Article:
Despite the groaning and the occasional “Are we there yet!?” I think secretly the kids love it. I know I do.
December 27th, 2012 by Glendyn
For the last few years (here & here) I’ve made the two day road trip from Melbourne (Victoria) to Tamworth (New South Wales) for Xmas with family. Each time I’ve stopped in a little town called Peak Hill to have a break take a photo of this weird potted plant outside some closed down shops and the ‘Gents Hairdresser’.
December 2nd, 2012 by Glendyn
Over here in Auckland, New Zealand shooting a commercial but had a much needed day off yesterday which also coincided with my birthday. Choice az bro! Spent the day walking around browsing in book shops, sifting through and listening to records and taking photos of things I saw along the way…
On vinyl I discovered the joyous and somewhat indefinable Wild Bill Rickets. Kinda dub, kinda jazz, kinda musical in a way I haven’t heard before. Bought two albums. Kinda obsessed with him now. Loo Loo (below) was the gateway track, groovy, haunting and strange!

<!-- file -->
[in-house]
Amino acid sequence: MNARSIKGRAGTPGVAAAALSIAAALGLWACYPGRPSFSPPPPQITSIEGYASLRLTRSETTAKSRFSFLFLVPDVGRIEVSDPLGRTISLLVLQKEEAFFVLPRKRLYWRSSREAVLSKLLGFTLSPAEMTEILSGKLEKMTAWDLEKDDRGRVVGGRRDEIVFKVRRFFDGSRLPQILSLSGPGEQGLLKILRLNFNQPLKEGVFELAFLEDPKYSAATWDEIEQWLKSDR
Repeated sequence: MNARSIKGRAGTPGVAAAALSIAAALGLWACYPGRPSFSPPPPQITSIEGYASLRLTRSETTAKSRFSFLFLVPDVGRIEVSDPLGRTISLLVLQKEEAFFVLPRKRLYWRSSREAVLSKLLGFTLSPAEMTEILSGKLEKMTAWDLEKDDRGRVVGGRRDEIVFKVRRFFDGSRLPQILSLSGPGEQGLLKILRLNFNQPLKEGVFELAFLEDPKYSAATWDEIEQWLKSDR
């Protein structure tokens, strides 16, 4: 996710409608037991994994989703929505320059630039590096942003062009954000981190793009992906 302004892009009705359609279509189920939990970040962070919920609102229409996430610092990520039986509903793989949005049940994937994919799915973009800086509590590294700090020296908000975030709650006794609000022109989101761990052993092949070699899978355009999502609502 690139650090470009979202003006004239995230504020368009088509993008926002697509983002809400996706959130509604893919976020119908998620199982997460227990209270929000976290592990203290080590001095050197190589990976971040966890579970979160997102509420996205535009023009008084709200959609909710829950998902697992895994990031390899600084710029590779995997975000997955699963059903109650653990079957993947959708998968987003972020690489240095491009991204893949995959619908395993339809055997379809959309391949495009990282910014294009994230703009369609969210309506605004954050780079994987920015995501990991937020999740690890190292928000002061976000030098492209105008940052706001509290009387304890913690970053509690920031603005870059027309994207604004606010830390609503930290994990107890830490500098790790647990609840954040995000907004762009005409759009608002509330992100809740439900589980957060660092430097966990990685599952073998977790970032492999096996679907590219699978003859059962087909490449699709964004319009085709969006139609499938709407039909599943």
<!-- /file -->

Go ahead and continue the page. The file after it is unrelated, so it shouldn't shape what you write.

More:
Also I had been wanting to see Beasts Of The Southern Wild for ever and I had missed it when it was on at our local cinema. I didn’t want to see it on a plane, train or download so I was excited to see it was screening in downtown Auckland. It’s a beautiful film and I can see why for such a small, strange and extremely art house film it has managed to cut through.
A good day.
November 12th, 2012 by Glendyn
Yeah. Nah. Maybe. Ok. Let’s chat more. Let me think about it. Soon, yeah? Not sure. Perhaps. What if? Lets see what happens. Ok? Maybe? Nah? Yeah?